Madrigal House by Paul Raff Studio
Madrigal House is a renovation and addition to an Edwardian-era house in Toronto’s Annex neighborhood for a family of five.
About Madrigal House
A Symphony of Old and New
In this remarkable renovation, we sought to harmonize the juxtaposition of modern architecture and historic structure. Our approach was a delicate “madrigal” – a skillful blend of restoration, transformation, and invention.
A Seamless Transition
The new home unfolds with graceful Edwardian proportions, carefully preserved to ensure a seamless transition between old and new. The meticulously restored exterior respects the high-Victorian and Edwardian character of the neighborhood, while the grand stained glass entry opens onto a central hall that stretches through the original part of the home.
A Nod to the Past
In the central hall, we paid homage to the 19th century with deliberate nods to the era’s ornamental details. Newly commissioned stained glass adorns the music room and staircase, while thick, curved banisters, crown mouldings, and 10” beveled baseboards interpret the home’s native features. An existing Jatoba floor underwent chemical treatment to bring out a more era-appropriate color.
A Modern Heart
The central hall leads to the back of the house, where the new extension encompasses a large, multitasking kitchen. While maintaining the home’s grand spatiality, traditional details give way to express the full gamut of contemporary design. A modern clarity characterizes the kitchen’s strong composition, setting the stage for a new kind of luxury in visual and material richness. Unadorned Anigre veneer millwork frames boldly articulated elements like a black lacquer espresso station and linear stainless steel bar.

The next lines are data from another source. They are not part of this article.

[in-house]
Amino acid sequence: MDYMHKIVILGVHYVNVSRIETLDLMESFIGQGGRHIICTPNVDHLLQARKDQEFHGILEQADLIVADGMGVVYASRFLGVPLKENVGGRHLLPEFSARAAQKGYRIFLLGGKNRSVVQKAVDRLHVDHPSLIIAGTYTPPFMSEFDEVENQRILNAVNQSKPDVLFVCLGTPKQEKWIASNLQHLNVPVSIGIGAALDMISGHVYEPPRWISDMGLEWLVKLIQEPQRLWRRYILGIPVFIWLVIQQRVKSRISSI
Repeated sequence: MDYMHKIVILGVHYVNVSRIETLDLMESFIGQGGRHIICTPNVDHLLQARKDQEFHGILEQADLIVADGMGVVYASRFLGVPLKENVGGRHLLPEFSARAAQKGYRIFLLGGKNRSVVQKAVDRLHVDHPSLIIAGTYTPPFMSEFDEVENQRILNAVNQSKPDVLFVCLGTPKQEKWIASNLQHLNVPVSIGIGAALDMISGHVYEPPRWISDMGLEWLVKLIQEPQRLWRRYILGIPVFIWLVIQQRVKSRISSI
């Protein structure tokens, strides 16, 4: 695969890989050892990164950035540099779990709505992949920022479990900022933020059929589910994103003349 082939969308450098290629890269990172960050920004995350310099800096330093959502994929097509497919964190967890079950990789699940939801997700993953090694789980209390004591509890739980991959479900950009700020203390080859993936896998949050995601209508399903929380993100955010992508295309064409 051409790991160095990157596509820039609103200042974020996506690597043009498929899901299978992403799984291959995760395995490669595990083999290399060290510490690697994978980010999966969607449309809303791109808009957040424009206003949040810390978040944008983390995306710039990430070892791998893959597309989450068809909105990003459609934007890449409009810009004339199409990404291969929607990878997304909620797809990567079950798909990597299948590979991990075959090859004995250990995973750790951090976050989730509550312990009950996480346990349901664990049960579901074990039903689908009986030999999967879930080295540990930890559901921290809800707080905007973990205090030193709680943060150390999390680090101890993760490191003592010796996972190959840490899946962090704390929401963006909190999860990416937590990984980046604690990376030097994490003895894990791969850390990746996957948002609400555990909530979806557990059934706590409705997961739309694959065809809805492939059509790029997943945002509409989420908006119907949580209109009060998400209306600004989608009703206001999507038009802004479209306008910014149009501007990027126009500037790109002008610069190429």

A New Kind of Luxury
The second floor contains adult living quarters, including a master bedroom with a marble-clad ensuite and his-and-hers offices. An ample dressing room showcases unique customization, with a built-in closet scribed perfectly into the original curved ceiling.
A Modern Addition
On the top floor, modern dormers open up a formerly cramped attic to allow for three equal-size bedrooms for the family’s children. The boxed dormers face in three different directions, offering each room a unique shape and view. The bedrooms are customized with built-in storage, desks, shelving, and window seating to ensure optimal use of space.
A Sleek Facade
The dormers are clad in modern zinc siding, jutting out from a traditional pitched roof. Below it, the Cenia Azul limestone façade feels restrained, while allowing an air of stately consequence that was inherent to the original home. The stone is bush-hammered for a lighter finish and an almost suede-like texture, complementing the sleek dormers and custom mahogany windows and doors.
A Fluid Connection
The stone façade cascades down to transform into the back stair and patio, meeting the ground level in a fluid and powerful connection between the life of the house and its gardens.
A Masterful Composition
As dubbed by Canadian architecture reporter and critic, Simon Lewsen, our ‘sensitive and revisionist’ approach to this renovation created something that is perceived with the same ease as a masterful composition – an elegant madrigal that equally sings the merits of old and new.
Photography by Steve Tsai and Ben Rahn / A-Frame
Visit Paul Raff Studio- by Matt Watts